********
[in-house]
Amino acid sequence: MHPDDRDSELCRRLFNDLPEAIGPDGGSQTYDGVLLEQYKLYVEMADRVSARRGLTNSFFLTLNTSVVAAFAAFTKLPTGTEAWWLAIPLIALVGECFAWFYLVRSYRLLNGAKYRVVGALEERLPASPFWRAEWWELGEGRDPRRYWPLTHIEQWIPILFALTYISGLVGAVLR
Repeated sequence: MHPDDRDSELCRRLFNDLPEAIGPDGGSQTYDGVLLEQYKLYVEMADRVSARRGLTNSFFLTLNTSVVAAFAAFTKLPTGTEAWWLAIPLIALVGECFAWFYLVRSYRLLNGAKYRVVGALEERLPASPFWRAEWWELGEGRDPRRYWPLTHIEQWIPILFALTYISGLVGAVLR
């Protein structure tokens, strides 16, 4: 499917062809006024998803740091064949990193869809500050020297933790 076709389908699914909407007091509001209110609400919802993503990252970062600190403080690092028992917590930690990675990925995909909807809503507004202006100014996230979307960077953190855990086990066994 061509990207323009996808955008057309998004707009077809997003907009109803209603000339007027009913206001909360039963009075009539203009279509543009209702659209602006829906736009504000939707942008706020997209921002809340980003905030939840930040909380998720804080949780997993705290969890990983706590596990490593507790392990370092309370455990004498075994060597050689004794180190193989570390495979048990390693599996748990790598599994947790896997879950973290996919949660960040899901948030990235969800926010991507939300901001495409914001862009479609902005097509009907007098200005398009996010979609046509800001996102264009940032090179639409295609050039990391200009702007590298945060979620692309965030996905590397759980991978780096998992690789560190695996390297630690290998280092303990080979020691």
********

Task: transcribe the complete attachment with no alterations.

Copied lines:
[in-house]
Amino acid sequence: MHPDDRDSELCRRLFNDLPEAIGPDGGSQTYDGVLLEQYKLYVEMADRVSARRGLTNSFFLTLNTSVVAAFAAFTKLPTGTEAWWLAIPLIALVGECFAWFYLVRSYRLLNGAKYRVVGALEERLPASPFWRAEWWELGEGRDPRRYWPLTHIEQWIPILFALTYISGLVGAVLR
Repeated sequence: MHPDDRDSELCRRLFNDLPEAIGPDGGSQTYDGVLLEQYKLYVEMADRVSARRGLTNSFFLTLNTSVVAAFAAFTKLPTGTEAWWLAIPLIALVGECFAWFYLVRSYRLLNGAKYRVVGALEERLPASPFWRAEWWELGEGRDPRRYWPLTHIEQWIPILFALTYISGLVGAVLR
């Protein structure tokens, strides 16, 4: 499917062809006024998803740091064949990193869809500050020297933790 076709389908699914909407007091509001209110609400919802993503990252970062600190403080690092028992917590930690990675990925995909909807809503507004202006100014996230979307960077953190855990086990066994 061509990207323009996808955008057309998004707009077809997003907009109803209603000339007027009913206001909360039963009075009539203009279509543009209702659209602006829906736009504000939707942008706020997209921002809340980003905030939840930040909380998720804080949780997993705290969890990983706590596990490593507790392990370092309370455990004498075994060597050689004794180190193989570390495979048990390693599996748990790598599994947790896997879950973290996919949660960040899901948030990235969800926010991507939300901001495409914001862009479609902005097509009907007098200005398009996010979609046509800001996102264009940032090179639409295609050039990391200009702007590298945060979620692309965030996905590397759980991978780096998992690789560190695996390297630690290998280092303990080979020691």